Daily Market Wire 3 October 2018

Lachstock Consulting October 3, 2018

Higher for grains and mixed for oilseeds.

  • CBOT Wheat up 9.75 to 519.25
  • Kansas wheat up 11 to 522.5
  • Spring Wheat up 14.25 to 591.5
  • CBOT Corn up 1.75 to 367.5
  • Matif Corn up €0.5 to €174.5
  • Soybeans up 8.25 to 866
  • Winnipeg Canola up $3.1 to 497.7
  • Matif Canola down €-0.25 to €374.75
  • Dow Jones up 122.73 to 26773.94
  • Crude oil unchanged at 75.04
  • AUD  down 0.719
  • CAD up to 0.779
  • EUR down to 1.15479



Soybeans finished higher in a low range session, closing just below technical resistance. Soybean Meal was up $1.3 per tonne and Soy oil was down -0.37 points. Nothing new at present in beans, there is a large short in the market encouraged by limited demand and large US supplies. But it is getting more vulnerable the longer time goes on. Current prices are not encouraging a large new crop bean plant, so a short position here has a narrow window before the market starts looking forwards.


Canola finished with solid gains in Winnipeg as Canadian weather threatens harvest quality and yields. Matif didn’t match the enthusiasm, but it has been slowly gaining over recent sessions so due to give some back.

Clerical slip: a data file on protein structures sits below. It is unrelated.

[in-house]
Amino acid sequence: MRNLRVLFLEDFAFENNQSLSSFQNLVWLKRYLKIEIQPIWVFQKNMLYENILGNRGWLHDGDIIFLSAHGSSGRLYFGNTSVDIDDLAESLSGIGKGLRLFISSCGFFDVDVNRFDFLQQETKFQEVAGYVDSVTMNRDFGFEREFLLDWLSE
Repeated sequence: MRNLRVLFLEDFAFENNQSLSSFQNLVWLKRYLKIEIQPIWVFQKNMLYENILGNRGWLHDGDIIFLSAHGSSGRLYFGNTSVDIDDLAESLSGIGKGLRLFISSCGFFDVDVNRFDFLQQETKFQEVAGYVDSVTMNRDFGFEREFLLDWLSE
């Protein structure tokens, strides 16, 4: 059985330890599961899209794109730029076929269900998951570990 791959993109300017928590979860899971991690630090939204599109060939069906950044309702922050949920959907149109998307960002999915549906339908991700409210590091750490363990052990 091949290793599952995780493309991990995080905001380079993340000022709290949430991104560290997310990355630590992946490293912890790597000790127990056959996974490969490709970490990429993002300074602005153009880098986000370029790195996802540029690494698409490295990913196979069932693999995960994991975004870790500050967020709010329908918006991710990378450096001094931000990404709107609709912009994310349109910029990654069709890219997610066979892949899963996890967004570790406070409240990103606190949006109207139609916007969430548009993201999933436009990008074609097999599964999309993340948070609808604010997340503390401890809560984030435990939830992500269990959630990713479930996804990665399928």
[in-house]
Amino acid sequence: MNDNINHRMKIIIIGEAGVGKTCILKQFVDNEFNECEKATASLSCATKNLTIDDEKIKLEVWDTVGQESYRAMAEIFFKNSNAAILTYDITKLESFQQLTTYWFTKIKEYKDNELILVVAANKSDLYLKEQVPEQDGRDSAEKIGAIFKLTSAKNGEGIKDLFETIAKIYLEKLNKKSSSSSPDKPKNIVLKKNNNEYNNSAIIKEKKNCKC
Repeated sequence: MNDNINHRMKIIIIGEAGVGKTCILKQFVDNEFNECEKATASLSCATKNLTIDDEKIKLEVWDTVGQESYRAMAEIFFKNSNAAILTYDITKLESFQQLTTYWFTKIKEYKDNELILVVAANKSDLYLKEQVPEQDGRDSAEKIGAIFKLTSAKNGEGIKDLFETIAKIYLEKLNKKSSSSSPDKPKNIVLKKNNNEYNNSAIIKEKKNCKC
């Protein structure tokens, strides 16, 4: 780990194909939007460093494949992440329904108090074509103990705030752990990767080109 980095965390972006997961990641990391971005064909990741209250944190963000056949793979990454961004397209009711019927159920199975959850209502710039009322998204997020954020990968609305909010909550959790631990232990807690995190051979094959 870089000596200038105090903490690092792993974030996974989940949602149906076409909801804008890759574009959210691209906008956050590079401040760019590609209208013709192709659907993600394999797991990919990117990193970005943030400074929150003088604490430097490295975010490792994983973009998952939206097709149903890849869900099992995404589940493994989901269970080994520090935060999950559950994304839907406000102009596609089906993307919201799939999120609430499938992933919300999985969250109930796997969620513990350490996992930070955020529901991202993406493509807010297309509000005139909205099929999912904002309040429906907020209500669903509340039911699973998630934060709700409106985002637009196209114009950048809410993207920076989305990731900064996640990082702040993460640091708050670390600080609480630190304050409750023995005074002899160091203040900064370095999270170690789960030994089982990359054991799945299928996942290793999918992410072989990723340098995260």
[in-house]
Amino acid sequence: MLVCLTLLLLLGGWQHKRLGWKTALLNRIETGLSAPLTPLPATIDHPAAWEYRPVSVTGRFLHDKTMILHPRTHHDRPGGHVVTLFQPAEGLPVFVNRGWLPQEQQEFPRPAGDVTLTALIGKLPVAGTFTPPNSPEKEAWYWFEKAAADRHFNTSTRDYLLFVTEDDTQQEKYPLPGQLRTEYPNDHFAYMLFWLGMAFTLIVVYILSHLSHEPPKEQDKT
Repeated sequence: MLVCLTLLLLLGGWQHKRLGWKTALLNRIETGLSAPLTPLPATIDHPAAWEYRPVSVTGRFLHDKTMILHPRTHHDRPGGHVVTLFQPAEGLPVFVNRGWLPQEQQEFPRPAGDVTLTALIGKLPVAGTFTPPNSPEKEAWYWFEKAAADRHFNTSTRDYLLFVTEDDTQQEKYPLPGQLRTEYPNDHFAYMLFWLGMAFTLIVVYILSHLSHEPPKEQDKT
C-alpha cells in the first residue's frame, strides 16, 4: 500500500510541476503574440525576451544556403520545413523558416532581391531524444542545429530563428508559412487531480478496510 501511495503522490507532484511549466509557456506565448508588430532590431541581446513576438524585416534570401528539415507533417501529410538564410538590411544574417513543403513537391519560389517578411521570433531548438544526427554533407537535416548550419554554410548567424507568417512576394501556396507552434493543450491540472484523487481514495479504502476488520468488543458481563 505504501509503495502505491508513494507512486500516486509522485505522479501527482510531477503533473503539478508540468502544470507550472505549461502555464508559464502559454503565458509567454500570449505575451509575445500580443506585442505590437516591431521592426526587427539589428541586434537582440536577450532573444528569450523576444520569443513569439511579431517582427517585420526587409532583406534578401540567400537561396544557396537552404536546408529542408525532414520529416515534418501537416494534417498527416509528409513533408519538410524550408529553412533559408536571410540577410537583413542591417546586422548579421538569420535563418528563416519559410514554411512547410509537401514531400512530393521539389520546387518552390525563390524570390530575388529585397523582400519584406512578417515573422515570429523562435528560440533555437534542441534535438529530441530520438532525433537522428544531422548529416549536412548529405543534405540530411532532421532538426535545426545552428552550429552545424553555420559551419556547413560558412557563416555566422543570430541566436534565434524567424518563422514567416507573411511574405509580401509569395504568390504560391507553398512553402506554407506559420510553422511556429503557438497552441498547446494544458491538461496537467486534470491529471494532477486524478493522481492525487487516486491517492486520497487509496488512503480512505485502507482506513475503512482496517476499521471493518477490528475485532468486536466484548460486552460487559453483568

Corn finished fractions higher, overcoming some selling pressure earlier on. There seems to be underlying buying support in corn now thanks to the strong demand profile, short fund structure and limited amount of US grower selling.


Wheat finished stronger with export concerns in Russia awakening a market that’s been asleep at the wheel. It did retreat at one point to make new fortnightly lows but recovered as sellers disappeared. Implied in Dec SRW finished at 22.125%. Matif Wheat was down €-1.25 to €200 and Black Sea Wheat was down -0.5 to $249.5. Spring wheat was the leader today, with quality declines in Canada adding support to the already tight global protein balance sheet. A Reuters article cited that Russia will be placing export suspensions on 30 of its grain loading ports for Phyto reasons. Bulls see this as a backhanded way for the government to control export pace, but some see it as a simple attempt to improve their quality profile after several complaints from long term customers.


Aussie markets were softer yesterday on the West Coast, which transpired onto the East Coast in limited volume. The weather forecast remains promising in both WA and NSW which should encourage a softer market in the short term. Buyers should see this as an opportunity, given the number of acres we are losing in NSW and Victoria due to hay cutting.


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